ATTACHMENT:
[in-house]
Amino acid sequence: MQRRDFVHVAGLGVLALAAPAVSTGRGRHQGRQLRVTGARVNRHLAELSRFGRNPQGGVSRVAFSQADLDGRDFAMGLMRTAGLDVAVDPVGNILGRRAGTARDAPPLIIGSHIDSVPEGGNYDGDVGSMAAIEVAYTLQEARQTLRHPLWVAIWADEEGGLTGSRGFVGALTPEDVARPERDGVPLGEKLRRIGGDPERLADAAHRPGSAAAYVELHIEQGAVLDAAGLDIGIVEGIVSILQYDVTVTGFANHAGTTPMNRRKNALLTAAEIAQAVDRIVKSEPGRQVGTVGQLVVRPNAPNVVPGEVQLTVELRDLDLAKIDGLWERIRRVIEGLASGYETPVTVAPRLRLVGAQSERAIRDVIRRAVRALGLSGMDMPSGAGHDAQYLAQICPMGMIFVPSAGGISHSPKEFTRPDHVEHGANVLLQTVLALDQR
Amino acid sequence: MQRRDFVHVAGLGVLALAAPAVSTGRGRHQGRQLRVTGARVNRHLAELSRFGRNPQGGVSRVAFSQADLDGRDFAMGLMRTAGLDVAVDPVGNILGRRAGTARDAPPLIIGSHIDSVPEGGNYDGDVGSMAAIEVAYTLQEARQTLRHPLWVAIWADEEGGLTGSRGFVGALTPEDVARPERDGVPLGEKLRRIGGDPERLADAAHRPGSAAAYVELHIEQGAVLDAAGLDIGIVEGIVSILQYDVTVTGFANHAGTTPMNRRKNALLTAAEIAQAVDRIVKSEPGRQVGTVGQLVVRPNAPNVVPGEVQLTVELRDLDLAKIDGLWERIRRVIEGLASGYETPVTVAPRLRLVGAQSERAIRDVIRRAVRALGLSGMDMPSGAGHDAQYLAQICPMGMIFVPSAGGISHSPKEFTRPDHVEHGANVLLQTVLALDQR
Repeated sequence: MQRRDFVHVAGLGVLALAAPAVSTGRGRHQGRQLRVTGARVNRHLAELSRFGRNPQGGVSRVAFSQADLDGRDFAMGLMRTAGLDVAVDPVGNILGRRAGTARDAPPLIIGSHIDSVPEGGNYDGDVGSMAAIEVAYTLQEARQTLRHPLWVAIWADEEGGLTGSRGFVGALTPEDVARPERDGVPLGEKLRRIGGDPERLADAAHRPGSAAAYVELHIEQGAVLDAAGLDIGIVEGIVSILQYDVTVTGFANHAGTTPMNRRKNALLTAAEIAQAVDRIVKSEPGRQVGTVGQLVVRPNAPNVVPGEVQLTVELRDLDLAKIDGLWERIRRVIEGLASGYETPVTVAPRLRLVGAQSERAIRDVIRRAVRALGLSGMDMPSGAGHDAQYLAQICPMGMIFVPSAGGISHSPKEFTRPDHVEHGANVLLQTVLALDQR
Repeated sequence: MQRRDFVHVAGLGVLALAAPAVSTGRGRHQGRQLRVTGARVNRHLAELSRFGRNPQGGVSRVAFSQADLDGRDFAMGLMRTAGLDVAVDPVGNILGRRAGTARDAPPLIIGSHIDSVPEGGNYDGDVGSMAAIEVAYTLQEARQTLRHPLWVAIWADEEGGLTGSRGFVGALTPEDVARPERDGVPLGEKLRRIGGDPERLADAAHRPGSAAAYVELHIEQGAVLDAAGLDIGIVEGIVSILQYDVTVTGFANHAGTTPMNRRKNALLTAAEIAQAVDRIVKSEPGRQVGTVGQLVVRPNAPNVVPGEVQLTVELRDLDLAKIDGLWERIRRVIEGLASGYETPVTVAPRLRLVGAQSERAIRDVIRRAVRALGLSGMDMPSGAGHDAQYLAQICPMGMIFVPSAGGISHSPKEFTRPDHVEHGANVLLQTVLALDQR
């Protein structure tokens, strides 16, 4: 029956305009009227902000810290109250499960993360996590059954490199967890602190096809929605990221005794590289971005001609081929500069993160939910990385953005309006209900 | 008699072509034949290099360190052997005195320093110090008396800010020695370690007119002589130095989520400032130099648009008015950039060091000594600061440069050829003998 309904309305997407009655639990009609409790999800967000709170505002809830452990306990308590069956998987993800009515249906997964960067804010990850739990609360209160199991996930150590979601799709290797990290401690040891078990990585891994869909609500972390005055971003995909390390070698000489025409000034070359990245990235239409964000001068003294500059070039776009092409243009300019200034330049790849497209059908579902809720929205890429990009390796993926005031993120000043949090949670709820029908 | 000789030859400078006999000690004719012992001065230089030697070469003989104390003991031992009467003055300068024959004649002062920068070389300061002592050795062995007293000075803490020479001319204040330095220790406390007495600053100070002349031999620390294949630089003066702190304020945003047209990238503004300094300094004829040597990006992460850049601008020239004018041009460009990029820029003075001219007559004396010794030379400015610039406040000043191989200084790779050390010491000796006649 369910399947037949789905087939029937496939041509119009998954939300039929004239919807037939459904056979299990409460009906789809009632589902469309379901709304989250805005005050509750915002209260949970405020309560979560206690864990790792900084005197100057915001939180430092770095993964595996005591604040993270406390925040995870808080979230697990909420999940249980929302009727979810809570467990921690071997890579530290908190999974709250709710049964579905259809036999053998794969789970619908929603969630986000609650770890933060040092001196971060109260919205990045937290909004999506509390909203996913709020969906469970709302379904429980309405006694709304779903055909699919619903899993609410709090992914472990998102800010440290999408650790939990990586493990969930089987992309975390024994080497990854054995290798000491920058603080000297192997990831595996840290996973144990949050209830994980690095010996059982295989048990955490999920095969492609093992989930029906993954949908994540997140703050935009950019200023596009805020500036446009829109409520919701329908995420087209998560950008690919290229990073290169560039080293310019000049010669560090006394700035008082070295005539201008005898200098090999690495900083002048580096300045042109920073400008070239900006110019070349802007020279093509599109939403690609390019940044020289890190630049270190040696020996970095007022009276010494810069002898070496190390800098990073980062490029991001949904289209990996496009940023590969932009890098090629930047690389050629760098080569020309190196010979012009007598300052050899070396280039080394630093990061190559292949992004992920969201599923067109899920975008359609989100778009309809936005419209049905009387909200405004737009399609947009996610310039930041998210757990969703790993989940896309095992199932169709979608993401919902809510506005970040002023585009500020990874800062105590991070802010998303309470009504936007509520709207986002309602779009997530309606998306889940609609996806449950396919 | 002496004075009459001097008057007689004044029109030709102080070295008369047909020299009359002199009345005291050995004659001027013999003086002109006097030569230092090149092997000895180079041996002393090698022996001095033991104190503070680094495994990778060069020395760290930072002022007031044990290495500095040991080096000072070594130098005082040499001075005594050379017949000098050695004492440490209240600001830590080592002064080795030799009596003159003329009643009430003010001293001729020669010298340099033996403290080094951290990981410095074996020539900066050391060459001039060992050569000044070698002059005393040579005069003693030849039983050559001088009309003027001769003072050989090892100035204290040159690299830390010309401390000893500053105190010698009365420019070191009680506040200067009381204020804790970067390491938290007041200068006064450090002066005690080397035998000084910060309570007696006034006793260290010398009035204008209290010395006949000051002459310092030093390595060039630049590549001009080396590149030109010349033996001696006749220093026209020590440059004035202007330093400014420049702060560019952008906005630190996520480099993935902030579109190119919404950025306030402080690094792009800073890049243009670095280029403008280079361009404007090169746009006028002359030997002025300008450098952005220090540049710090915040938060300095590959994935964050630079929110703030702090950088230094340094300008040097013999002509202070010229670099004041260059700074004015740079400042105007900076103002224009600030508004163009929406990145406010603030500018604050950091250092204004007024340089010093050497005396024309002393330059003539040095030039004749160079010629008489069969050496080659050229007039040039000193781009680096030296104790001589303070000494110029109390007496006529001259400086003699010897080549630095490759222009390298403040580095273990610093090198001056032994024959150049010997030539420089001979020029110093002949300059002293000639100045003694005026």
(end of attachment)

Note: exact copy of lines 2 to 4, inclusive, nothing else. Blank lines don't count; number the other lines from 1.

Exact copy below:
Amino acid sequence: MQRRDFVHVAGLGVLALAAPAVSTGRGRHQGRQLRVTGARVNRHLAELSRFGRNPQGGVSRVAFSQADLDGRDFAMGLMRTAGLDVAVDPVGNILGRRAGTARDAPPLIIGSHIDSVPEGGNYDGDVGSMAAIEVAYTLQEARQTLRHPLWVAIWADEEGGLTGSRGFVGALTPEDVARPERDGVPLGEKLRRIGGDPERLADAAHRPGSAAAYVELHIEQGAVLDAAGLDIGIVEGIVSILQYDVTVTGFANHAGTTPMNRRKNALLTAAEIAQAVDRIVKSEPGRQVGTVGQLVVRPNAPNVVPGEVQLTVELRDLDLAKIDGLWERIRRVIEGLASGYETPVTVAPRLRLVGAQSERAIRDVIRRAVRALGLSGMDMPSGAGHDAQYLAQICPMGMIFVPSAGGISHSPKEFTRPDHVEHGANVLLQTVLALDQR
Amino acid sequence: MQRRDFVHVAGLGVLALAAPAVSTGRGRHQGRQLRVTGARVNRHLAELSRFGRNPQGGVSRVAFSQADLDGRDFAMGLMRTAGLDVAVDPVGNILGRRAGTARDAPPLIIGSHIDSVPEGGNYDGDVGSMAAIEVAYTLQEARQTLRHPLWVAIWADEEGGLTGSRGFVGALTPEDVARPERDGVPLGEKLRRIGGDPERLADAAHRPGSAAAYVELHIEQGAVLDAAGLDIGIVEGIVSILQYDVTVTGFANHAGTTPMNRRKNALLTAAEIAQAVDRIVKSEPGRQVGTVGQLVVRPNAPNVVPGEVQLTVELRDLDLAKIDGLWERIRRVIEGLASGYETPVTVAPRLRLVGAQSERAIRDVIRRAVRALGLSGMDMPSGAGHDAQYLAQICPMGMIFVPSAGGISHSPKEFTRPDHVEHGANVLLQTVLALDQR
Repeated sequence: MQRRDFVHVAGLGVLALAAPAVSTGRGRHQGRQLRVTGARVNRHLAELSRFGRNPQGGVSRVAFSQADLDGRDFAMGLMRTAGLDVAVDPVGNILGRRAGTARDAPPLIIGSHIDSVPEGGNYDGDVGSMAAIEVAYTLQEARQTLRHPLWVAIWADEEGGLTGSRGFVGALTPEDVARPERDGVPLGEKLRRIGGDPERLADAAHRPGSAAAYVELHIEQGAVLDAAGLDIGIVEGIVSILQYDVTVTGFANHAGTTPMNRRKNALLTAAEIAQAVDRIVKSEPGRQVGTVGQLVVRPNAPNVVPGEVQLTVELRDLDLAKIDGLWERIRRVIEGLASGYETPVTVAPRLRLVGAQSERAIRDVIRRAVRALGLSGMDMPSGAGHDAQYLAQICPMGMIFVPSAGGISHSPKEFTRPDHVEHGANVLLQTVLALDQR